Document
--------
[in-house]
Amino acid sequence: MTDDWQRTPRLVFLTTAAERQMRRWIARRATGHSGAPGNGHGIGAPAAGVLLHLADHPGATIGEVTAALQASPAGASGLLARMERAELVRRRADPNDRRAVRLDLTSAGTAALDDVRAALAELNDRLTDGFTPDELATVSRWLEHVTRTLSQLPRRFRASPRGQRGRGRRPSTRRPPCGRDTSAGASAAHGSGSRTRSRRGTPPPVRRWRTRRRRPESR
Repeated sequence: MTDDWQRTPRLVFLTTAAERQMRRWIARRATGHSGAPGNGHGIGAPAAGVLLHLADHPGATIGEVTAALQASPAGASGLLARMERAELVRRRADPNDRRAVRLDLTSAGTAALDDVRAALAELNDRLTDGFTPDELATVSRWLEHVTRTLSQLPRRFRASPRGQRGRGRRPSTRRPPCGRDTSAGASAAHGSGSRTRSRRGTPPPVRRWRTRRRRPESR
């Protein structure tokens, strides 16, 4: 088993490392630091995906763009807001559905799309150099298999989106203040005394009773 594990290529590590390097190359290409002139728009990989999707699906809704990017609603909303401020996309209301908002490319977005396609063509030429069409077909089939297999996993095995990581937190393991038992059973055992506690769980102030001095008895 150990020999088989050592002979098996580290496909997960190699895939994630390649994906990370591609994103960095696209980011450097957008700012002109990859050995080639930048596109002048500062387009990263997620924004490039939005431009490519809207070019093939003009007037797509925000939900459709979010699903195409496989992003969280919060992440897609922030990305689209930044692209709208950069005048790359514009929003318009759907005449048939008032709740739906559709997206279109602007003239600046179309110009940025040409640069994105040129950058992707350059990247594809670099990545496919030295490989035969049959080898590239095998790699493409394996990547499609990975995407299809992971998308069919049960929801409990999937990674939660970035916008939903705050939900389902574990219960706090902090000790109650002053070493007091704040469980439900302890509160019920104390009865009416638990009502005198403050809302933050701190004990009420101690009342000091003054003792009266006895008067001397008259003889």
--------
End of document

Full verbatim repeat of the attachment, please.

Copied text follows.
[in-house]
Amino acid sequence: MTDDWQRTPRLVFLTTAAERQMRRWIARRATGHSGAPGNGHGIGAPAAGVLLHLADHPGATIGEVTAALQASPAGASGLLARMERAELVRRRADPNDRRAVRLDLTSAGTAALDDVRAALAELNDRLTDGFTPDELATVSRWLEHVTRTLSQLPRRFRASPRGQRGRGRRPSTRRPPCGRDTSAGASAAHGSGSRTRSRRGTPPPVRRWRTRRRRPESR
Repeated sequence: MTDDWQRTPRLVFLTTAAERQMRRWIARRATGHSGAPGNGHGIGAPAAGVLLHLADHPGATIGEVTAALQASPAGASGLLARMERAELVRRRADPNDRRAVRLDLTSAGTAALDDVRAALAELNDRLTDGFTPDELATVSRWLEHVTRTLSQLPRRFRASPRGQRGRGRRPSTRRPPCGRDTSAGASAAHGSGSRTRSRRGTPPPVRRWRTRRRRPESR
């Protein structure tokens, strides 16, 4: 088993490392630091995906763009807001559905799309150099298999989106203040005394009773 594990290529590590390097190359290409002139728009990989999707699906809704990017609603909303401020996309209301908002490319977005396609063509030429069409077909089939297999996993095995990581937190393991038992059973055992506690769980102030001095008895 150990020999088989050592002979098996580290496909997960190699895939994630390649994906990370591609994103960095696209980011450097957008700012002109990859050995080639930048596109002048500062387009990263997620924004490039939005431009490519809207070019093939003009007037797509925000939900459709979010699903195409496989992003969280919060992440897609922030990305689209930044692209709208950069005048790359514009929003318009759907005449048939008032709740739906559709997206279109602007003239600046179309110009940025040409640069994105040129950058992707350059990247594809670099990545496919030295490989035969049959080898590239095998790699493409394996990547499609990975995407299809992971998308069919049960929801409990999937990674939660970035916008939903705050939900389902574990219960706090902090000790109650002053070493007091704040469980439900302890509160019920104390009865009416638990009502005198403050809302933050701190004990009420101690009342000091003054003792009266006895008067001397008259003889």